Duty hikes could delay UK distillers’ expansion plans
A poll commissioned by the newly-formed UK Spirits Alliance found 84% of the nation’s distillers plan to “dramatically” increase production over the next 12 months, but fear a duty rise in this year’s Budget would put their plans at risk.
Launched today (16 July), the UK Spirits Alliance is calling on spirits producers across the country to tell the government to freeze duty for the length of parliament and reform it.
The campaigning association has been launched “in response to the boom” of national drinks such as whisky and gin, new craft distilleries opening, innovative new products tapping into consumer trends, and a “wider spirits ecosystem” that supports mixers and pubs, bars and restaurants in the UK.
Current supporters of the UK Spirits Alliance include Bacardi, Brown-Forman, Diageo, Pernod Ricard and Hayman’s.
A poll by Survation for the UK Spirits Alliance found that 65% of the nation’s distillers have reported increased sales of spirits since chancellor Philip Hammond froze spirits duty in the 2018 autumn Budget. A total of 26% of respondents said sales had remained the same, while two distilleries reported a drop in sales.
Survation, which conducted the survey between 25 June and 10 July, interviewed 58 UK-based companies about their UK distillery operations, their product offerings, business plans and how a duty rise would affect their firms.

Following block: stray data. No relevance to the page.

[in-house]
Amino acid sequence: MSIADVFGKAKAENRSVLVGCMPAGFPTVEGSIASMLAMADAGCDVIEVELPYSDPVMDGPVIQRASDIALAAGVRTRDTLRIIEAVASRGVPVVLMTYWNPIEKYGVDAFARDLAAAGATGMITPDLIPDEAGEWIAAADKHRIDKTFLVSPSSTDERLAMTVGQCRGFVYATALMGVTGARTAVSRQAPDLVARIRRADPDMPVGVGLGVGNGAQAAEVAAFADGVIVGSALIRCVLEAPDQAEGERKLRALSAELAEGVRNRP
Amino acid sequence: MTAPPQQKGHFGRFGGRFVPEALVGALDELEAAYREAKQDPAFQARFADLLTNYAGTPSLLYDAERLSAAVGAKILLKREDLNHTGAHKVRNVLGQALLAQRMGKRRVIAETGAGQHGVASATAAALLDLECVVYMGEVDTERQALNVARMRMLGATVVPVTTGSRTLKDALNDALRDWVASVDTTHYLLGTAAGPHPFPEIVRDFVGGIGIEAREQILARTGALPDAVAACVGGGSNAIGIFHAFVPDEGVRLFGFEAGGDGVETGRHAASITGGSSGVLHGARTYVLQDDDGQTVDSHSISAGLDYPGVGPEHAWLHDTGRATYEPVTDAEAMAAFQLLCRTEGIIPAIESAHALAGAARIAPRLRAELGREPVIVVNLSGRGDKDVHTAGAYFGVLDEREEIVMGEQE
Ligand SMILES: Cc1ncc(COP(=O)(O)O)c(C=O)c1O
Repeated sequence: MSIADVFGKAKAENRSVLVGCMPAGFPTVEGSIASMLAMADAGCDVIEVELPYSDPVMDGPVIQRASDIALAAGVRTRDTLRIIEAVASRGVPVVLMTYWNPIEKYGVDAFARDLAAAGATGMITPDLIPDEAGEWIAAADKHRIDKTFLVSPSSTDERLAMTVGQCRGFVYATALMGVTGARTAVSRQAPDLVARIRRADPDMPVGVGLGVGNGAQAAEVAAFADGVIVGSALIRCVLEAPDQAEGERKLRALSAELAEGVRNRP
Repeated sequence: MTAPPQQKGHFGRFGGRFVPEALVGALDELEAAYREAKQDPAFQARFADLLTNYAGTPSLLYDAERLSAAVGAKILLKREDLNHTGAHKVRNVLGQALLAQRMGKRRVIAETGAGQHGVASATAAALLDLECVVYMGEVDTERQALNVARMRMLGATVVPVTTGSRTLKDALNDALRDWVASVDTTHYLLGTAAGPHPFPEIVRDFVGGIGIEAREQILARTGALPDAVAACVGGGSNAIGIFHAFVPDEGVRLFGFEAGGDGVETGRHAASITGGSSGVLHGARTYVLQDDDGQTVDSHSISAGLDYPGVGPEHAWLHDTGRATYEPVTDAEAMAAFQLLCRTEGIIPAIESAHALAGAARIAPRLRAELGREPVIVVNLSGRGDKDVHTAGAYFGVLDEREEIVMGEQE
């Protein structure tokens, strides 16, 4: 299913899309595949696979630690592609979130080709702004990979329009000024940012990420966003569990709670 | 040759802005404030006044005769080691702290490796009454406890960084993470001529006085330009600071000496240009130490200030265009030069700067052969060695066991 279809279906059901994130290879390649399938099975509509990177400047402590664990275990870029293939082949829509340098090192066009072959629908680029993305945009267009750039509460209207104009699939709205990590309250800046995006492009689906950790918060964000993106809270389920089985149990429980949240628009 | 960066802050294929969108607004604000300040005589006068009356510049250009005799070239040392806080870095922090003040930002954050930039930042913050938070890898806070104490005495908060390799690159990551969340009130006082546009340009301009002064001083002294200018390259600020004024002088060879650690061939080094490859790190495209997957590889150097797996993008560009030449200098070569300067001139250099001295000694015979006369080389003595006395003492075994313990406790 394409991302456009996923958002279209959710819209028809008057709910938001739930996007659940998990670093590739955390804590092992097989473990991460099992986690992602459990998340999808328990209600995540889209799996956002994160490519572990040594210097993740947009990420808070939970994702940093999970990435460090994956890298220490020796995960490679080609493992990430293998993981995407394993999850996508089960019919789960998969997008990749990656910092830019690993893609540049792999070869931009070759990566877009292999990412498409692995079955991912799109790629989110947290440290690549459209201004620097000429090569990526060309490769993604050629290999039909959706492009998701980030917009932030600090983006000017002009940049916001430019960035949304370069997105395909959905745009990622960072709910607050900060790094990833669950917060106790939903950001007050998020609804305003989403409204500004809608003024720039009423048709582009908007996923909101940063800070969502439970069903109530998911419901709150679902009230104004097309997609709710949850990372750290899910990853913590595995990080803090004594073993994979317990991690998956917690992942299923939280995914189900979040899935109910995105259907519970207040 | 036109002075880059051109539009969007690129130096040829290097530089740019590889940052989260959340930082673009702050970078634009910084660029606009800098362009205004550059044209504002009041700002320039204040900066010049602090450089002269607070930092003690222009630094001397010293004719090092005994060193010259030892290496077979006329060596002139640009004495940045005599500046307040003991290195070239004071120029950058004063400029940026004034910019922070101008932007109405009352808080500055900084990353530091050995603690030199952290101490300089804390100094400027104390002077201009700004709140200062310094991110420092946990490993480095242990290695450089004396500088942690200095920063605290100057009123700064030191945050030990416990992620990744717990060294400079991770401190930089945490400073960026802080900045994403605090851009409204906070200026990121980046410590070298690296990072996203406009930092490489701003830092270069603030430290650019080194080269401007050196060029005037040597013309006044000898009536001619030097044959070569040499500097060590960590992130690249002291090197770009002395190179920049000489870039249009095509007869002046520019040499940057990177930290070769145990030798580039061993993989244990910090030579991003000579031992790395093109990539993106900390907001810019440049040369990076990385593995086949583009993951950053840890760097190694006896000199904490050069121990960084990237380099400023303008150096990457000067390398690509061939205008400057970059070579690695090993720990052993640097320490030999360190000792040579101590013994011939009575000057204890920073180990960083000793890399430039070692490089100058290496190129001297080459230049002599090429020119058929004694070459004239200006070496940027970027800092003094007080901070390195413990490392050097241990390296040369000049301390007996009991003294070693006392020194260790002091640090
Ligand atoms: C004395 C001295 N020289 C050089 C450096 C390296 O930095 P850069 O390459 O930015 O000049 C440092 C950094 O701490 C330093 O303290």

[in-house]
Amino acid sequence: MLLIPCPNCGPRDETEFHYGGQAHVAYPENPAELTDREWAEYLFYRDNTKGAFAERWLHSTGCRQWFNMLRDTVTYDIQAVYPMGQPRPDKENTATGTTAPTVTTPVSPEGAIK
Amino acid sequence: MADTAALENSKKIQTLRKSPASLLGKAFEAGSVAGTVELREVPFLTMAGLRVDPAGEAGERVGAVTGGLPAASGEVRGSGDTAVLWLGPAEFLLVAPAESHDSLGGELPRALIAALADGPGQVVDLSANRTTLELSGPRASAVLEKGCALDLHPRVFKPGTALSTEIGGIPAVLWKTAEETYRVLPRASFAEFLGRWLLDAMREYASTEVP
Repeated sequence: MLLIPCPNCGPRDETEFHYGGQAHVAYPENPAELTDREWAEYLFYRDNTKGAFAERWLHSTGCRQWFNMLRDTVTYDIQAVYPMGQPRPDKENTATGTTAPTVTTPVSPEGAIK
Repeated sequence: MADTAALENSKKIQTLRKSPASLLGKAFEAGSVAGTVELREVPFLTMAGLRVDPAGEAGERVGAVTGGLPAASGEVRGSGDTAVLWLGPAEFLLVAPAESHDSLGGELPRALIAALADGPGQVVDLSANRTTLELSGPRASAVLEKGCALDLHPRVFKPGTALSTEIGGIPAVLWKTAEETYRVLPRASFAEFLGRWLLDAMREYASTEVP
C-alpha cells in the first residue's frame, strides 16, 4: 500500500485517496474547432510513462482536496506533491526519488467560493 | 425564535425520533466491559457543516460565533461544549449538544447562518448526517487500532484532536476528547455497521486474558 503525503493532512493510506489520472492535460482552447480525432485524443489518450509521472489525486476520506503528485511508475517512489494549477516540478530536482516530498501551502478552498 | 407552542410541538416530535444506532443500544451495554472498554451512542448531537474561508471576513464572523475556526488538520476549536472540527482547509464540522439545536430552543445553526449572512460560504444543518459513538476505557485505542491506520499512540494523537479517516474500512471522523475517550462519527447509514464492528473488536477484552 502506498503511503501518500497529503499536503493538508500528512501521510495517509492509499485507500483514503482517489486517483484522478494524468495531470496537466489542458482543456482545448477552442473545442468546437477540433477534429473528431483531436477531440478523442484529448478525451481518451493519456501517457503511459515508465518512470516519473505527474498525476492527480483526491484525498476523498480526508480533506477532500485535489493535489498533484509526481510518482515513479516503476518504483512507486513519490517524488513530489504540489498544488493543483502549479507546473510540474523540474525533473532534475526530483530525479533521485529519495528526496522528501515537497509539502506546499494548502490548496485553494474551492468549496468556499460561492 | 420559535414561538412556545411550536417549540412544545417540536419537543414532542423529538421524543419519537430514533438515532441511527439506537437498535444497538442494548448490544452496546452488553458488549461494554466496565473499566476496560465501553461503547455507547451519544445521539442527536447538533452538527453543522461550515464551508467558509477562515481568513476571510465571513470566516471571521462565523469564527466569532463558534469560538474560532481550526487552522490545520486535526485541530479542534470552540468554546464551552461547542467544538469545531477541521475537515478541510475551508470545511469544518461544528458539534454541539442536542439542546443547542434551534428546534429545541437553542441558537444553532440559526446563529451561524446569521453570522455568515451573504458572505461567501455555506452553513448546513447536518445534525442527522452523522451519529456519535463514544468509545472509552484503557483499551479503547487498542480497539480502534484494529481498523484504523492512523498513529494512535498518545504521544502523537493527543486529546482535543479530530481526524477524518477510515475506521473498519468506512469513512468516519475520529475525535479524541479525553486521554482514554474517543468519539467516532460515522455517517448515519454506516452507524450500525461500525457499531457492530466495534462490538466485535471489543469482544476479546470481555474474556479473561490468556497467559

The poll found that nearly a third of producers are planning to more than double their production over the next five years.
One third of respondents warned that they could be forced to delay or cancel plans to increase production over concerns that increased duty fees could “put the brakes on the industry”. More than a quarter of respondents fear they would be forced to reduce their employee numbers.
In terms of turnover, 48% of the distilleries had a turnover of under £500,000 (US$622,375) and a further 19% had a turnover of between £500,000 to under £1 million (US$1.24m). Four of the respondents (7%) had a turnover of more than £500m (US$622m).
The majority of companies surveyed produce gin (93%), followed by vodka (40%), whisky (29%) and rum (22%).
Looking at exports, 60% of the distilleries exported overseas while 40% did not. Of those that exported, 68% said that under 30% of their product was exported. In the next 12 months, 70% expect to increase exports.
A spokesperson for the UK Spirits Alliance said: “This survey of spirits producers across the UK makes it clear – the chancellor’s decision to freeze spirits duty in 2018 provided a boost for our industry, sparking growth that will deliver more money than expected for the Treasury.
“But distillers large and small fear that an increase this year would undo this good work, potentially putting a great British success story at risk.
“The UK Spirits Alliance has been formed to speak with one voice when it sends a simple message from the spirits industry to the new prime minister – back growth, back jobs, back a UK success story.
“Support spirits by freezing duty for the length of this parliament, while reforming it to give the industry the security and confidence it needs.”